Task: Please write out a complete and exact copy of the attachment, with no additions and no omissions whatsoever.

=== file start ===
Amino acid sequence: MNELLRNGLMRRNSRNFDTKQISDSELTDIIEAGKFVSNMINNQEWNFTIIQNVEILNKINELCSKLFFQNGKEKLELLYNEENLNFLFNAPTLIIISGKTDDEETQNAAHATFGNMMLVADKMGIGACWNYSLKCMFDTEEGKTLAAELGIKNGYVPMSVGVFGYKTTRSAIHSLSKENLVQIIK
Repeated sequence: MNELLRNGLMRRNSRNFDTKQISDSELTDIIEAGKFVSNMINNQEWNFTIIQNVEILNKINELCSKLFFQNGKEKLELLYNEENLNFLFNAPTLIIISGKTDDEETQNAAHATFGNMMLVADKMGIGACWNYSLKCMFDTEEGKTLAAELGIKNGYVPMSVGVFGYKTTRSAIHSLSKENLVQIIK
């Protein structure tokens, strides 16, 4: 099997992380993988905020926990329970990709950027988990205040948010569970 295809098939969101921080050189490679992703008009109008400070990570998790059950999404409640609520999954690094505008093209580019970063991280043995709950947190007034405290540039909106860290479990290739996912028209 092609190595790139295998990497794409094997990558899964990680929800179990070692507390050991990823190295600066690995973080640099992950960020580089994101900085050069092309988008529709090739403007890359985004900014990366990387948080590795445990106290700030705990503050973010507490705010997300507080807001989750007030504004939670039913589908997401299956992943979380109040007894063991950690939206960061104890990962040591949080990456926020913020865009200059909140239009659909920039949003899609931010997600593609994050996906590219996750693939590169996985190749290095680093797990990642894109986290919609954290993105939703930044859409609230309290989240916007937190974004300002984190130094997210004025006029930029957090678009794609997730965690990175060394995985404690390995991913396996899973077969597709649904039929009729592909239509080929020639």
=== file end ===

Amino acid sequence: MNELLRNGLMRRNSRNFDTKQISDSELTDIIEAGKFVSNMINNQEWNFTIIQNVEILNKINELCSKLFFQNGKEKLELLYNEENLNFLFNAPTLIIISGKTDDEETQNAAHATFGNMMLVADKMGIGACWNYSLKCMFDTEEGKTLAAELGIKNGYVPMSVGVFGYKTTRSAIHSLSKENLVQIIK
Repeated sequence: MNELLRNGLMRRNSRNFDTKQISDSELTDIIEAGKFVSNMINNQEWNFTIIQNVEILNKINELCSKLFFQNGKEKLELLYNEENLNFLFNAPTLIIISGKTDDEETQNAAHATFGNMMLVADKMGIGACWNYSLKCMFDTEEGKTLAAELGIKNGYVPMSVGVFGYKTTRSAIHSLSKENLVQIIK
């Protein structure tokens, strides 16, 4: 099997992380993988905020926990329970990709950027988990205040948010569970 295809098939969101921080050189490679992703008009109008400070990570998790059950999404409640609520999954690094505008093209580019970063991280043995709950947190007034405290540039909106860290479990290739996912028209 092609190595790139295998990497794409094997990558899964990680929800179990070692507390050991990823190295600066690995973080640099992950960020580089994101900085050069092309988008529709090739403007890359985004900014990366990387948080590795445990106290700030705990503050973010507490705010997300507080807001989750007030504004939670039913589908997401299956992943979380109040007894063991950690939206960061104890990962040591949080990456926020913020865009200059909140239009659909920039949003899609931010997600593609994050996906590219996750693939590169996985190749290095680093797990990642894109986290919609954290993105939703930044859409609230309290989240916007937190974004300002984190130094997210004025006029930029957090678009794609997730965690990175060394995985404690390995991913396996899973077969597709649904039929009729592909239509080929020639």